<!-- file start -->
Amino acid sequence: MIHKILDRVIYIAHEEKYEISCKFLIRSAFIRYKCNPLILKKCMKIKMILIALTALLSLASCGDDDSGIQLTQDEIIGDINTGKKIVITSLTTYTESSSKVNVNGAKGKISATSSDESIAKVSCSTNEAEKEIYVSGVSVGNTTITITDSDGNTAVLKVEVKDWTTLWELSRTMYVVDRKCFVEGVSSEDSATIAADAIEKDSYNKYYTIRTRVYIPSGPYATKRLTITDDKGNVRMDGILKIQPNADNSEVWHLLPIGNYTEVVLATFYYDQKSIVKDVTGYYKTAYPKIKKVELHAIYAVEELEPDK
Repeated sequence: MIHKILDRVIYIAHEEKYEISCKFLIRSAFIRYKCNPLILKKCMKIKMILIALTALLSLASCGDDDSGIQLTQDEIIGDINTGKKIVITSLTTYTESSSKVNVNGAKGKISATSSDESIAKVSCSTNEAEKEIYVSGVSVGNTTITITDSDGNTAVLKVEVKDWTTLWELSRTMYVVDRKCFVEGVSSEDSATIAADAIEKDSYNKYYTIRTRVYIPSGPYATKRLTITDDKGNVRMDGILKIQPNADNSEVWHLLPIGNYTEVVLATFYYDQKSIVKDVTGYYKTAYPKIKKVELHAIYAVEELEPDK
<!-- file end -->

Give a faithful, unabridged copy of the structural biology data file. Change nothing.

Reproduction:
Amino acid sequence: MIHKILDRVIYIAHEEKYEISCKFLIRSAFIRYKCNPLILKKCMKIKMILIALTALLSLASCGDDDSGIQLTQDEIIGDINTGKKIVITSLTTYTESSSKVNVNGAKGKISATSSDESIAKVSCSTNEAEKEIYVSGVSVGNTTITITDSDGNTAVLKVEVKDWTTLWELSRTMYVVDRKCFVEGVSSEDSATIAADAIEKDSYNKYYTIRTRVYIPSGPYATKRLTITDDKGNVRMDGILKIQPNADNSEVWHLLPIGNYTEVVLATFYYDQKSIVKDVTGYYKTAYPKIKKVELHAIYAVEELEPDK
Repeated sequence: MIHKILDRVIYIAHEEKYEISCKFLIRSAFIRYKCNPLILKKCMKIKMILIALTALLSLASCGDDDSGIQLTQDEIIGDINTGKKIVITSLTTYTESSSKVNVNGAKGKISATSSDESIAKVSCSTNEAEKEIYVSGVSVGNTTITITDSDGNTAVLKVEVKDWTTLWELSRTMYVVDRKCFVEGVSSEDSATIAADAIEKDSYNKYYTIRTRVYIPSGPYATKRLTITDDKGNVRMDGILKIQPNADNSEVWHLLPIGNYTEVVLATFYYDQKSIVKDVTGYYKTAYPKIKKVELHAIYAVEELEPDK